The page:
Saba, a tiny speck on the map of the Caribbean but definitely a place you need to consider for your next Caribbean adventure. I use the word adventure here on purpose because despite her tiny size, Saba is the perfect destination for the adventure traveler.
At only 5 square miles, she is the smallest in the Dutch Caribbean, but please do not let her size fool you. She also boasts the highest point in the Dutch Kingdom with her peak, Mount Scenery at 887 meters. Saba also features phenomenal diving and hiking and is known for her airport, the smallest commercial airstrip in the world. For such a tiny island, she sure comes with quite a few badges of honor.
Saba is magical and that is just one way to describe this peaceful little island also known as the Unspoiled Queen. Unspoiled because of her 50 shades of green, her lushness, her breathtaking vistas. Don’t come here looking for miles of sandy white beaches, casinos and all inclusive resorts. She’s not that kind of island. Instead, come here for the adventure, the quiet and the enchantment.
But before you start packing your bags, here are a few unknown facts about the island of Saba.
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Yes, the landing is known as one of a kind and has been featured on several sensational TV shows like “Most Dangerous Airports in the World”. I am here to tell you that it is hardly the most dangerous. The Juancho E. Yrasquin Airport on Saba has a phenomenal safety record. It is common knowledge here and on the surrounding islands, that only the really talented pilots are able to land here.
So, don’t worry. Sit back, make sure you take a seat on the right side of the aircraft, so you can enjoy the sight of Saba as the plane is preparing for arrival and enjoy the ride. Really, it is still one of the most exhilarating landings and lift-offs I have ever experienced in my life and I’m ready to book another flight to Saba, if not for the landing and lift-off alone.
Not all Caribbean islands come with sandy beaches and palm trees. Please! Palm trees are not even indigenous to most Caribbean islands anyway. While Saba might be known more for her formidable diving and spectacular hiking, you will not automatically think of Saba when you think sun, sand and sea. But, did you know that Saba does offer some rather stunning swimming holes? Take Cove Bay and Wells Bay for instance. What they might lack in white sand, they definitely make up for in spectacular backgrounds.
Imagine sitting in the calm waters of Cove Bay and watching the sea splash against rocks just a few meters away. Or take a swim at Well’s Bay, weather permitting. This beach may not be there all year round but she is beautiful whenever it is. Hell, it’s beautiful even when there is no beach.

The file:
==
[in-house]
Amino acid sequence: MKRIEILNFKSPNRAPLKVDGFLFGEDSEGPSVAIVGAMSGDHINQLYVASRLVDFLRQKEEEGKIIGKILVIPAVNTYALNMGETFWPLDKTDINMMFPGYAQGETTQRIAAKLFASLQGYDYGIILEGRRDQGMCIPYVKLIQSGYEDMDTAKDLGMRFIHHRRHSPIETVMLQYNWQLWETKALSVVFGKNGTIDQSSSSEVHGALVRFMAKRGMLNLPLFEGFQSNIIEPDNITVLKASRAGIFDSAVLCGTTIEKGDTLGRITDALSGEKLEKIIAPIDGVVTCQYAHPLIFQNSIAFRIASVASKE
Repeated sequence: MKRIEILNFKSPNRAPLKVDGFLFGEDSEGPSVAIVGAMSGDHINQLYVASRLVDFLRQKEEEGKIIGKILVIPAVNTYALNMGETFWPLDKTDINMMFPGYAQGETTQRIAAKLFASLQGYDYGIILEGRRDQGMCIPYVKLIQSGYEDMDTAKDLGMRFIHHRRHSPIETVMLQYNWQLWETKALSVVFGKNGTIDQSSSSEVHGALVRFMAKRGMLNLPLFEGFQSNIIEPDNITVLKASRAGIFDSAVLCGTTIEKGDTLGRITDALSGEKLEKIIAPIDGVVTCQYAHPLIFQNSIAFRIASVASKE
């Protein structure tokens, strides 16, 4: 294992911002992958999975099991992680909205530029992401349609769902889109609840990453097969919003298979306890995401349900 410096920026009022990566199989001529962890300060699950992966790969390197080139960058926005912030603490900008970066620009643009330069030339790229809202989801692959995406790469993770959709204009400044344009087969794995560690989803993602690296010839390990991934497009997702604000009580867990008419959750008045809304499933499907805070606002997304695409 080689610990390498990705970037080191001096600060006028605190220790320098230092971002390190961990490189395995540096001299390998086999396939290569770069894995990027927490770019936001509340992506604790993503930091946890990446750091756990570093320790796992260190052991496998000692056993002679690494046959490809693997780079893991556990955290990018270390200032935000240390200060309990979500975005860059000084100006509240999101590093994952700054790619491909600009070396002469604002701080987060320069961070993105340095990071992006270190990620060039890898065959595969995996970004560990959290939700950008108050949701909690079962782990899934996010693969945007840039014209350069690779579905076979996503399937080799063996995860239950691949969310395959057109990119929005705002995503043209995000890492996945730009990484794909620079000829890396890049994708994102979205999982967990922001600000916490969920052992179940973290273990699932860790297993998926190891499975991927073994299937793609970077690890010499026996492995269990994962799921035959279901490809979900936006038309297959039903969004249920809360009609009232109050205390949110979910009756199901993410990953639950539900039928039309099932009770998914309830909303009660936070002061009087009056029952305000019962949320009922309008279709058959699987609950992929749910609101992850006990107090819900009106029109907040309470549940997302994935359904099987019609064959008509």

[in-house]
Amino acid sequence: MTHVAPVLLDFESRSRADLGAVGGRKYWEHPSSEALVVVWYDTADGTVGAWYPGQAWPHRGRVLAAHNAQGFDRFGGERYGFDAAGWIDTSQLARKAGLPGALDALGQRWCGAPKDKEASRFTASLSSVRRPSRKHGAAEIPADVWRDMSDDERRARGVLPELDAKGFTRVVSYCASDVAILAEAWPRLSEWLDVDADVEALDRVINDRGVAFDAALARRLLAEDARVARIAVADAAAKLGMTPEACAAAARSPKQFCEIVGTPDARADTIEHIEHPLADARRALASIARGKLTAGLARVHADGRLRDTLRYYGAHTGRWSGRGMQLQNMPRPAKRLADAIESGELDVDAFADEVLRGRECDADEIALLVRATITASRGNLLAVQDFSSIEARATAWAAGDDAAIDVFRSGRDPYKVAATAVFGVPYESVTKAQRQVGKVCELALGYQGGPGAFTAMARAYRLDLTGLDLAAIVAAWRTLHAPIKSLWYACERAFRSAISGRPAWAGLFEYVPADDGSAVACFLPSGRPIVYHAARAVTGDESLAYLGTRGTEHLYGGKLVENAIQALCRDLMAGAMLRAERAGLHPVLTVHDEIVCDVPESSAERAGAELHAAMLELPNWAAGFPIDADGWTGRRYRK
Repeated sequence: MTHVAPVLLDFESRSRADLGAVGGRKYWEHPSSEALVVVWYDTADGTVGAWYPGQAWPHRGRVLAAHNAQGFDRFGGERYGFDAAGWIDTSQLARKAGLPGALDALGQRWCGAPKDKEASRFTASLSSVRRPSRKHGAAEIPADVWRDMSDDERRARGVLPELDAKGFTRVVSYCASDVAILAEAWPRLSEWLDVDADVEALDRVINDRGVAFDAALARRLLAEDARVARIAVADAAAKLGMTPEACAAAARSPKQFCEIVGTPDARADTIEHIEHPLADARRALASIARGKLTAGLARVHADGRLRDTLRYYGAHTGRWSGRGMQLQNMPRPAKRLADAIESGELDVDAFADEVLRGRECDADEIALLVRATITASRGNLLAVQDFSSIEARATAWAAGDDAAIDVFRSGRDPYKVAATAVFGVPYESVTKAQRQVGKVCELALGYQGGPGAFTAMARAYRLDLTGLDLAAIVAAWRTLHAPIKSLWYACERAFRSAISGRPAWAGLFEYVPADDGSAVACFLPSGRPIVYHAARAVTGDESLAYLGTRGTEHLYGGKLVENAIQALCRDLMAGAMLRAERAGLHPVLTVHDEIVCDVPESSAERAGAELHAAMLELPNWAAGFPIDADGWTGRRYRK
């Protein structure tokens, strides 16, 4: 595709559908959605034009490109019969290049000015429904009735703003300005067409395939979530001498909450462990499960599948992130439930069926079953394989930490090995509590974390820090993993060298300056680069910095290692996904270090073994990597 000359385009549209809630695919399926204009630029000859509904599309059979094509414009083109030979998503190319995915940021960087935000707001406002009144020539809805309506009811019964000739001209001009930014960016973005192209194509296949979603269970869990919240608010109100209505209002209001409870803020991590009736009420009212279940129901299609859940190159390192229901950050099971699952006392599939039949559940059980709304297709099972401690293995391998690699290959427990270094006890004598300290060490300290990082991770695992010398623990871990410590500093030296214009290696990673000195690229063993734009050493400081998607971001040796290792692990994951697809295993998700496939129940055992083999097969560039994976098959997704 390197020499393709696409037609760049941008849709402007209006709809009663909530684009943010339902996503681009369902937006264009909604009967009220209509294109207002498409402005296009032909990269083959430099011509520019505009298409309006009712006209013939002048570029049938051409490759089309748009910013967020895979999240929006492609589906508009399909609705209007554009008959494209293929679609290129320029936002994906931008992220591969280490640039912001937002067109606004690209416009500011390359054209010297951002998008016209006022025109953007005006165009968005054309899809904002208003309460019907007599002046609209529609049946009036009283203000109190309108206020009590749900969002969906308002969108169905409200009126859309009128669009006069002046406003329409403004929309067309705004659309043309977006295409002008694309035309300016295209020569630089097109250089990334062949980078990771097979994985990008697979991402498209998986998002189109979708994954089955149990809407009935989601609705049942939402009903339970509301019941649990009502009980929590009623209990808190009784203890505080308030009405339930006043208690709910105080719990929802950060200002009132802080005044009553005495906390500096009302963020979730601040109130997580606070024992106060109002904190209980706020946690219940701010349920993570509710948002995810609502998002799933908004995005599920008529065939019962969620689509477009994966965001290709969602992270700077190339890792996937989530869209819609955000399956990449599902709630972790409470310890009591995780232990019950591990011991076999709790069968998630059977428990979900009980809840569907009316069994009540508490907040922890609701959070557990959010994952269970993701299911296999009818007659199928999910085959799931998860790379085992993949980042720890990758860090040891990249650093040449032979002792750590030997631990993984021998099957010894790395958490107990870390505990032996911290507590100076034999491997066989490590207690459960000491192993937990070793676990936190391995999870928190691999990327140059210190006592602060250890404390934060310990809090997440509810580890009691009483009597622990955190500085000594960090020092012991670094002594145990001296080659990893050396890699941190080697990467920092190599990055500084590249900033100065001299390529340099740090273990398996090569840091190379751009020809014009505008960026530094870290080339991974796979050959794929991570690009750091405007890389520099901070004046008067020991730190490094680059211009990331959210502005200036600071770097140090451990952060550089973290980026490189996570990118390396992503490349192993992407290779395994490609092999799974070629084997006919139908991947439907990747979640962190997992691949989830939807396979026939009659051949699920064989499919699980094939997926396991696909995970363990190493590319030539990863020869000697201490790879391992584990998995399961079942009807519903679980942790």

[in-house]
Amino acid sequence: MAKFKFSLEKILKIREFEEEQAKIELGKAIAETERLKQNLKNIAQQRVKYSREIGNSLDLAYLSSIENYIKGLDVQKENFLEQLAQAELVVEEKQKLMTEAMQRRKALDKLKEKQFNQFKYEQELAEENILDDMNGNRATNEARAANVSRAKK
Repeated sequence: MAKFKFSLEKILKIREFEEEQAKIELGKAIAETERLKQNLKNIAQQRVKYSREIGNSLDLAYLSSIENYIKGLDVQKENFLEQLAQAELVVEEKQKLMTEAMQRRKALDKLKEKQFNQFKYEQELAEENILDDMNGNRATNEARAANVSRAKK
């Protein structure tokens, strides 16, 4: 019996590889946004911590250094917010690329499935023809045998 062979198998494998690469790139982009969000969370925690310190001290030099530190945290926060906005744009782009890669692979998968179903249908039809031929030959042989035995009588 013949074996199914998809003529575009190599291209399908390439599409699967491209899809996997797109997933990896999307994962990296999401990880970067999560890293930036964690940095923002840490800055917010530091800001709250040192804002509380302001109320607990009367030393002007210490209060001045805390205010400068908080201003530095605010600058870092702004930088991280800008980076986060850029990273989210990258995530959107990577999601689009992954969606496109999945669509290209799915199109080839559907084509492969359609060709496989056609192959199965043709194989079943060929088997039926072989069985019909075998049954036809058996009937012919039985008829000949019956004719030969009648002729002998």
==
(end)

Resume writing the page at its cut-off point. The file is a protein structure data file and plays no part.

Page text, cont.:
Saba is small. Yes, we have already established that. The wonderful thing about that little fact is that this makes Saba one of the friendliest and safest places to visit for anyone, especially for solo female travelers. Crime is pretty much non existent, as is harassment. People here are used to visitors and appreciate them. There is a certain curiosity and respect towards visitors here. At least that has been my experience.
Saba’s small size means a small harbor and an even smaller airport. She therefore depends heavily on her neighbor and big sister St. Maarten. Naturally not everything is readily available here. Yet. The restaurants here are amazing. I had a fine time tasting my way through Saba.
There’s the fancy lunch at Queen’s Garden, the poolside lunch at Juliana’s, the delicious wraps and smoothies at the Bottom Beans Café, the great pizza at Long Haul, the awesome fish pita at the Hideaway, the small lunch at Bizzy B’s and the Caribbean breakfast with a view at Scout’s Place. And these are only a few of the places that I actually got to try.
Walking trough Windward Side I was surprised to see burial sites on private properties all over. The graves were well taken care of and were on display in the backyard for all to see. Coming from a bigger island, this seemed at first a bit strange to me, but when I asked my local friend, Ingrid about it her answer made so much sense. You see, before the towns were connected by the “road that could not be built”, the people in the different villages were isolated with only hiking trails through the hills taking them from one village to the other. The journeys were sometimes hard and treacherous. Now imagine doing this carrying a body. Exactly. Backyard burial it is.
By now everyone has seen the devastation caused by dear old Irma and her sidekick Maria. What you might not have known is that tiny Saba was actually also in her path. Compared to St. Maarten and others though she has escaped practically unharmed. A few roofs were lost and the lush forest up in the hills suffered some damage as well, but overall the damages in comparison with big sister St. Maarten and neighbors St. Barth and Anguilla, were quite minimal. By the time I visited there was almost no evidence left of a hurricane anywhere.
It is beyond me that the Unspoiled Queen remains relatively unknown to the general traveler, yet I am happy that she is not getting overrun with mass tourism. It should be a must on every traveler’s bucket list. Take it from me, Saba is simply magical.
Would you consider Saba for your next Caribbean adventure?
*All the above is based on my personal experiences and opinions.
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